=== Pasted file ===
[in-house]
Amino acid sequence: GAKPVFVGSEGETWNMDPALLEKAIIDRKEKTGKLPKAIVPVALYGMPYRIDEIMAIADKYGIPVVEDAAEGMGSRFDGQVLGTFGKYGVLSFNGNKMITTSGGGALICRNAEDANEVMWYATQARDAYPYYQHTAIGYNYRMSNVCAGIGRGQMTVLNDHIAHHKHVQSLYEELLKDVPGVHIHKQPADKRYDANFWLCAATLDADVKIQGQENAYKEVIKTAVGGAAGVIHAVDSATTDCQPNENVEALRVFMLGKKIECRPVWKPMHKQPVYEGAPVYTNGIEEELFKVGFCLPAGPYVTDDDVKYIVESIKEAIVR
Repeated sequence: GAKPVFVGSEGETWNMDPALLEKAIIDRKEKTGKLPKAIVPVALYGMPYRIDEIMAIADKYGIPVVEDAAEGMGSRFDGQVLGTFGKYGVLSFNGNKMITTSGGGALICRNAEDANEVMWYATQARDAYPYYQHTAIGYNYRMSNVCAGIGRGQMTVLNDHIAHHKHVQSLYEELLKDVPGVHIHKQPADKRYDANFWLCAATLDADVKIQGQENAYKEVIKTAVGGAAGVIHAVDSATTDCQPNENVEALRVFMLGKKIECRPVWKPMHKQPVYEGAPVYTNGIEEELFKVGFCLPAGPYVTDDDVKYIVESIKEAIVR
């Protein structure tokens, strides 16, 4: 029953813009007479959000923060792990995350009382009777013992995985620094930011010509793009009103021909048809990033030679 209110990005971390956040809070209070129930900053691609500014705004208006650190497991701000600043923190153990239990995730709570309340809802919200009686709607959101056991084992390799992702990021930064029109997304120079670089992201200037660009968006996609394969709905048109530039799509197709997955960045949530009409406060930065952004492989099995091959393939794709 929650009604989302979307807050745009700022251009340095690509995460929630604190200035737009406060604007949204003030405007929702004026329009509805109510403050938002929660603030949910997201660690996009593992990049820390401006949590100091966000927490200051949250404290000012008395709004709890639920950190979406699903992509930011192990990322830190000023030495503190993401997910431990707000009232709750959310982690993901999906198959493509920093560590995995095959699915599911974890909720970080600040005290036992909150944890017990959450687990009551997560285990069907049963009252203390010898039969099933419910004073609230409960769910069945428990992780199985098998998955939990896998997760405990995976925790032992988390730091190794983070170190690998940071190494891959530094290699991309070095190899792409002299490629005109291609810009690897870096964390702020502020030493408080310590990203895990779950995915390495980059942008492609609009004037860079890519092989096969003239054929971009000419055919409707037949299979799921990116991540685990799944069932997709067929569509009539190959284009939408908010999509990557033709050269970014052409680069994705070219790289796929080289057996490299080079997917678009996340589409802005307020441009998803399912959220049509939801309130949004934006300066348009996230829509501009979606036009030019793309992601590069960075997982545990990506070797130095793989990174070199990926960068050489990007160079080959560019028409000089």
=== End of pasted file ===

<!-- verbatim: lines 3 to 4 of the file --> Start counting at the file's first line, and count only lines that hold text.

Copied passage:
Repeated sequence: GAKPVFVGSEGETWNMDPALLEKAIIDRKEKTGKLPKAIVPVALYGMPYRIDEIMAIADKYGIPVVEDAAEGMGSRFDGQVLGTFGKYGVLSFNGNKMITTSGGGALICRNAEDANEVMWYATQARDAYPYYQHTAIGYNYRMSNVCAGIGRGQMTVLNDHIAHHKHVQSLYEELLKDVPGVHIHKQPADKRYDANFWLCAATLDADVKIQGQENAYKEVIKTAVGGAAGVIHAVDSATTDCQPNENVEALRVFMLGKKIECRPVWKPMHKQPVYEGAPVYTNGIEEELFKVGFCLPAGPYVTDDDVKYIVESIKEAIVR
């Protein structure tokens, strides 16, 4: 029953813009007479959000923060792990995350009382009777013992995985620094930011010509793009009103021909048809990033030679 209110990005971390956040809070209070129930900053691609500014705004208006650190497991701000600043923190153990239990995730709570309340809802919200009686709607959101056991084992390799992702990021930064029109997304120079670089992201200037660009968006996609394969709905048109530039799509197709997955960045949530009409406060930065952004492989099995091959393939794709 929650009604989302979307807050745009700022251009340095690509995460929630604190200035737009406060604007949204003030405007929702004026329009509805109510403050938002929660603030949910997201660690996009593992990049820390401006949590100091966000927490200051949250404290000012008395709004709890639920950190979406699903992509930011192990990322830190000023030495503190993401997910431990707000009232709750959310982690993901999906198959493509920093560590995995095959699915599911974890909720970080600040005290036992909150944890017990959450687990009551997560285990069907049963009252203390010898039969099933419910004073609230409960769910069945428990992780199985098998998955939990896998997760405990995976925790032992988390730091190794983070170190690998940071190494891959530094290699991309070095190899792409002299490629005109291609810009690897870096964390702020502020030493408080310590990203895990779950995915390495980059942008492609609009004037860079890519092989096969003239054929971009000419055919409707037949299979799921990116991540685990799944069932997709067929569509009539190959284009939408908010999509990557033709050269970014052409680069994705070219790289796929080289057996490299080079997917678009996340589409802005307020441009998803399912959220049509939801309130949004934006300066348009996230829509501009979606036009030019793309992601590069960075997982545990990506070797130095793989990174070199990926960068050489990007160079080959560019028409000089």